As usual with such stories, childhood is synonymous with the dangers of being children:
The Swahili version of a very popular story runs as follows: Some girls had gone down to the beach to gather shells. One of them picked up a specially fine cowry, which she was afraid of losing, and so laid it down on a rock till they returned. On the way back, she forgot her shell till they had already passed the rock, when she asked her companions to go back with her. They refused, but said they would wait for her, and she went back alone, singing.
There was a Zimwi [a demon or ogre] sitting on the rock, and he said to her: “Come closer, I cannot hear what you say! “She came nearer, singing her petition: “It is getting late! let me come and get my shell which I have forgotten!” Again he said: “I can’t hear you!” and she came still nearer, till, when she was within reach, he seized her and put her into the drum which he was carrying.
With this he went about from village to village, and, when he beat the drum, the child inside it sang with so sweet a voice that every one marvelled. At last he came to the girl’s own home and found that his fame had preceded him there, so that the villagers entreated him to beat his drum and sing. He demanded some beer and, having received it, began to perform, when the parents of the girl immediately recognised their child’s voice.
So they offered him more beer, and, when he had gone to sleep after it, they opened the drum and freed the girl. Then they put in “a snake and bees and biting ants,” and fastened up the drum as it had been before. Then they went and awakened him, saying that some people had arrived from another village, who wanted to hear his drum. But the drum did not give forth the usual sound, and the Zimwi went on his way disconcerted.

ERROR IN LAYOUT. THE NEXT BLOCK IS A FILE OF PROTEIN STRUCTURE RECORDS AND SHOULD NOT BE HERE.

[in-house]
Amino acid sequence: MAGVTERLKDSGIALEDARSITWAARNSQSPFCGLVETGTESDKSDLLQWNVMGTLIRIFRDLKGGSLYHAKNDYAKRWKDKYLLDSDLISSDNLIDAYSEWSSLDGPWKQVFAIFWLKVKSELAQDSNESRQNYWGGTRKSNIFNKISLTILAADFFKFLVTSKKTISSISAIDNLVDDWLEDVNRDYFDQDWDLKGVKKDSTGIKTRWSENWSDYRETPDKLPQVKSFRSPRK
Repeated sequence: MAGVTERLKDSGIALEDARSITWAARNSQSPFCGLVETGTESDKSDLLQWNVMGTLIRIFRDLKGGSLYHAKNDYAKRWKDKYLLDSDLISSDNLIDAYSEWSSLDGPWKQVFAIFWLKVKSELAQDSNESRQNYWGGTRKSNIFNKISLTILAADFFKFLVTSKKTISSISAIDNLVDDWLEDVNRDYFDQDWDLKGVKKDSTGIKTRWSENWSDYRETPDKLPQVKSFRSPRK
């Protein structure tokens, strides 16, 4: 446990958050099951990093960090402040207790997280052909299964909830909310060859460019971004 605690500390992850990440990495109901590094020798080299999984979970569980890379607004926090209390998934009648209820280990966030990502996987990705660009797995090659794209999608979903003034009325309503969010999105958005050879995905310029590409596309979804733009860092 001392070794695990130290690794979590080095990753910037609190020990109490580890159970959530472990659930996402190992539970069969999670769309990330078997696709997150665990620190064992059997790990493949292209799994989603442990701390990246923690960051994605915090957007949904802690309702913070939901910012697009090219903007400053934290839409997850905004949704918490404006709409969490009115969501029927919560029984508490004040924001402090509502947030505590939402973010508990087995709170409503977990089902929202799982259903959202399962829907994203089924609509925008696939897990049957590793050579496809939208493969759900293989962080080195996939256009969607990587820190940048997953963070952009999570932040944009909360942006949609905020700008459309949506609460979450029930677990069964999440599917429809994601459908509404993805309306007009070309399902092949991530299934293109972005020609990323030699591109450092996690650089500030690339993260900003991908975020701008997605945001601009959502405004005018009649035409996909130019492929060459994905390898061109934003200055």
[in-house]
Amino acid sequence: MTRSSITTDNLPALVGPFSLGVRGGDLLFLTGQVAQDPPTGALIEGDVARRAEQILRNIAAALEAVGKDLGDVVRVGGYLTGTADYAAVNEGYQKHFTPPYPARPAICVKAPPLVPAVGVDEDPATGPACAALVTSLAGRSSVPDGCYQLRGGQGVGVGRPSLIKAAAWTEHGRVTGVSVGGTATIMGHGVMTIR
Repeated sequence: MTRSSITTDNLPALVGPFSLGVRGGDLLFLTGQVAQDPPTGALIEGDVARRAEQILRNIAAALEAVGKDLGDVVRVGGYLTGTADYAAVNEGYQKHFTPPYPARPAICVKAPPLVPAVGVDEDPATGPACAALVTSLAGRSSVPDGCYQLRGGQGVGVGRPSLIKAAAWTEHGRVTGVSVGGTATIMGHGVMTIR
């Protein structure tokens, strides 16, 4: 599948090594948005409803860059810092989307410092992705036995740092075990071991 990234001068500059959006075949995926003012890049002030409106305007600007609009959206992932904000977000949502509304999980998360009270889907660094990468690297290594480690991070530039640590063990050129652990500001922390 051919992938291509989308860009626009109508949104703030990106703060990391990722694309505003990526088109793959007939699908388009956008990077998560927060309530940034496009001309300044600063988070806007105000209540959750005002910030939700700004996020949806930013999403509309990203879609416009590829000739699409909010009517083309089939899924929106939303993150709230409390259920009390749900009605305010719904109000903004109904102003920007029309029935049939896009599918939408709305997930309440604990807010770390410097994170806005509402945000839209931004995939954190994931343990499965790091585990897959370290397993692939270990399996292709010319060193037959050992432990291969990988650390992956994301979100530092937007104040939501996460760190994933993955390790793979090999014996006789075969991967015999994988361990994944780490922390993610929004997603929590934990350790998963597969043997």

A little later, he stopped on the road to examine his drum; but, as soon as he opened it, he was bitten by the snake and died. On the spot where he died, pumpkins and gourds sprang up, and in due time bore fruit. Some children passing by stopped to look at them and said: “How fine these big pumpkins are! Let us get father’s sword and split them open!” One of the pumpkins, we are told, “became angry” and pursued the children, who fled till they came to a river, where they got an old ferryman to take them across, and, passing on, reached a village where they found the men seated in the council-house and asked for help. “Hide us from that pumpkin! The Zimwi has turned into a pumpkin and is pursuing us! When it comes, take it and burn it with fire!” The pumpkin came rolling up and said: “Have you seen my runaway slaves passing this way?” The men replied: “What sort of people are your slaves? We do not know them!” “That s a lie, for you have shut them up inside!” But they seized the pumpkin and, having made a great fire, burnt it to ashes, which they threw away. Then they let the children out, and they returned home safely to their mothers.
A [Hausa] mother, whose daughter has been killed and eaten by a were-hyena, gathers up her bones and sets out with them for the town” where they mend men.” On the way, she meets with various adventures through all of which she passes satisfactorily; when she arrives she behaves with courtesy and obeys the instructions given her, and her daughter is restored alive and well. Her co-wife, thinking that her own ugly daughter will be improved by the same process, purposely kills her and starts, carrying the bones; but she behaves exactly like the favoured but ill-conditioned child in “Frau Holle,” and is fitly rewarded by receiving her daughter back “badly mended” in fact, only half a girl, with one eye, one arm, and one leg.
This same idea, strangely enough, recurs on the opposite side of Africa, where, in a Chaga tale already referred to, the woman who has tricked her rival into drowning her baby and finds that she has got it back more beautiful than before, drowns her own child on purpose and gets it back with one arm and one leg. The notion of these one-sided beings seems to prevail throughout Africa – we shall have to come back to it later on, but these are the only instances known to me where it occurs in this particular connection.
– The Mythology of All Races, Volume 7: Armenian and African; the African section by Alice Werner, 250-251, 204